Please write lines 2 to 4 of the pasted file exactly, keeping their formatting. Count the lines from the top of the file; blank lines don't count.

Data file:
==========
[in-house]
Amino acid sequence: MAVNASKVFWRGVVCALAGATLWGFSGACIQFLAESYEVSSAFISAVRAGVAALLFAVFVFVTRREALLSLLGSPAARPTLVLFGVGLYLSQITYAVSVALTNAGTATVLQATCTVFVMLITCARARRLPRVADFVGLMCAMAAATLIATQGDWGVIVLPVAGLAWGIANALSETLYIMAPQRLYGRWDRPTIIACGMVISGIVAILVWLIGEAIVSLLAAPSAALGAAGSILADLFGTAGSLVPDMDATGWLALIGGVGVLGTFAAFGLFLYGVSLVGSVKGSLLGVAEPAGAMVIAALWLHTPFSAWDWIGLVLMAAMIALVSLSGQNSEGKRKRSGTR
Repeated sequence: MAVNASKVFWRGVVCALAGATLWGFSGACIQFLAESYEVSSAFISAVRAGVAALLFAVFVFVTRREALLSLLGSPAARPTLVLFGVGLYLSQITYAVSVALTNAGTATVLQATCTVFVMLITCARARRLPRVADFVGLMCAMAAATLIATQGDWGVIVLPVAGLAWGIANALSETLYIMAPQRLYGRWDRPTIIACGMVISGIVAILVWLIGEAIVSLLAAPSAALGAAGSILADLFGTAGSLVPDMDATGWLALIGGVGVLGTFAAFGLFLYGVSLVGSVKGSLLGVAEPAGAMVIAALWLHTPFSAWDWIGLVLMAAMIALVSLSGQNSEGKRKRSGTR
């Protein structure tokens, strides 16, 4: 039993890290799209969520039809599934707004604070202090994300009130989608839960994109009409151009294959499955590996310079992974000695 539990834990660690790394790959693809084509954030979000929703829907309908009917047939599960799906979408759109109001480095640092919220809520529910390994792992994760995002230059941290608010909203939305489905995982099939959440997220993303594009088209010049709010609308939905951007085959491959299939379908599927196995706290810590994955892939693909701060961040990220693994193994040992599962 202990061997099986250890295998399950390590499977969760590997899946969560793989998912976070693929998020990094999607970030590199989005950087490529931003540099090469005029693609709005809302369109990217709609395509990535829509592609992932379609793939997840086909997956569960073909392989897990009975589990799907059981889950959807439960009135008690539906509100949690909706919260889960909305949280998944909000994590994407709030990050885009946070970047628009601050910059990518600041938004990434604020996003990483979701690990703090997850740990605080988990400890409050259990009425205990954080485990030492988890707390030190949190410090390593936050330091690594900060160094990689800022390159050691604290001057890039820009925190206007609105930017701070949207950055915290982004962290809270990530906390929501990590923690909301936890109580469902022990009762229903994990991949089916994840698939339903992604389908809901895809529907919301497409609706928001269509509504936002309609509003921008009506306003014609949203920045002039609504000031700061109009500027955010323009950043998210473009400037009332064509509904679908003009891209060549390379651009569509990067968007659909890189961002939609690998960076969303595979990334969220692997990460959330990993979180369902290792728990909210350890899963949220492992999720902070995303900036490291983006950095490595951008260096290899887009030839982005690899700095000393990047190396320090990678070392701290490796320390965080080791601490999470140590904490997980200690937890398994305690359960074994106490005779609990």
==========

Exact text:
Amino acid sequence: MAVNASKVFWRGVVCALAGATLWGFSGACIQFLAESYEVSSAFISAVRAGVAALLFAVFVFVTRREALLSLLGSPAARPTLVLFGVGLYLSQITYAVSVALTNAGTATVLQATCTVFVMLITCARARRLPRVADFVGLMCAMAAATLIATQGDWGVIVLPVAGLAWGIANALSETLYIMAPQRLYGRWDRPTIIACGMVISGIVAILVWLIGEAIVSLLAAPSAALGAAGSILADLFGTAGSLVPDMDATGWLALIGGVGVLGTFAAFGLFLYGVSLVGSVKGSLLGVAEPAGAMVIAALWLHTPFSAWDWIGLVLMAAMIALVSLSGQNSEGKRKRSGTR
Repeated sequence: MAVNASKVFWRGVVCALAGATLWGFSGACIQFLAESYEVSSAFISAVRAGVAALLFAVFVFVTRREALLSLLGSPAARPTLVLFGVGLYLSQITYAVSVALTNAGTATVLQATCTVFVMLITCARARRLPRVADFVGLMCAMAAATLIATQGDWGVIVLPVAGLAWGIANALSETLYIMAPQRLYGRWDRPTIIACGMVISGIVAILVWLIGEAIVSLLAAPSAALGAAGSILADLFGTAGSLVPDMDATGWLALIGGVGVLGTFAAFGLFLYGVSLVGSVKGSLLGVAEPAGAMVIAALWLHTPFSAWDWIGLVLMAAMIALVSLSGQNSEGKRKRSGTR
């Protein structure tokens, strides 16, 4: 039993890290799209969520039809599934707004604070202090994300009130989608839960994109009409151009294959499955590996310079992974000695 539990834990660690790394790959693809084509954030979000929703829907309908009917047939599960799906979408759109109001480095640092919220809520529910390994792992994760995002230059941290608010909203939305489905995982099939959440997220993303594009088209010049709010609308939905951007085959491959299939379908599927196995706290810590994955892939693909701060961040990220693994193994040992599962 202990061997099986250890295998399950390590499977969760590997899946969560793989998912976070693929998020990094999607970030590199989005950087490529931003540099090469005029693609709005809302369109990217709609395509990535829509592609992932379609793939997840086909997956569960073909392989897990009975589990799907059981889950959807439960009135008690539906509100949690909706919260889960909305949280998944909000994590994407709030990050885009946070970047628009601050910059990518600041938004990434604020996003990483979701690990703090997850740990605080988990400890409050259990009425205990954080485990030492988890707390030190949190410090390593936050330091690594900060160094990689800022390159050691604290001057890039820009925190206007609105930017701070949207950055915290982004962290809270990530906390929501990590923690909301936890109580469902022990009762229903994990991949089916994840698939339903992604389908809901895809529907919301497409609706928001269509509504936002309609509003921008009506306003014609949203920045002039609504000031700061109009500027955010323009950043998210473009400037009332064509509904679908003009891209060549390379651009569509990067968007659909890189961002939609690998960076969303595979990334969220692997990460959330990993979180369902290792728990909210350890899963949220492992999720902070995303900036490291983006950095490595951008260096290899887009030839982005690899700095000393990047190396320090990678070392701290490796320390965080080791601490999470140590904490997980200690937890398994305690359960074994106490005779609990």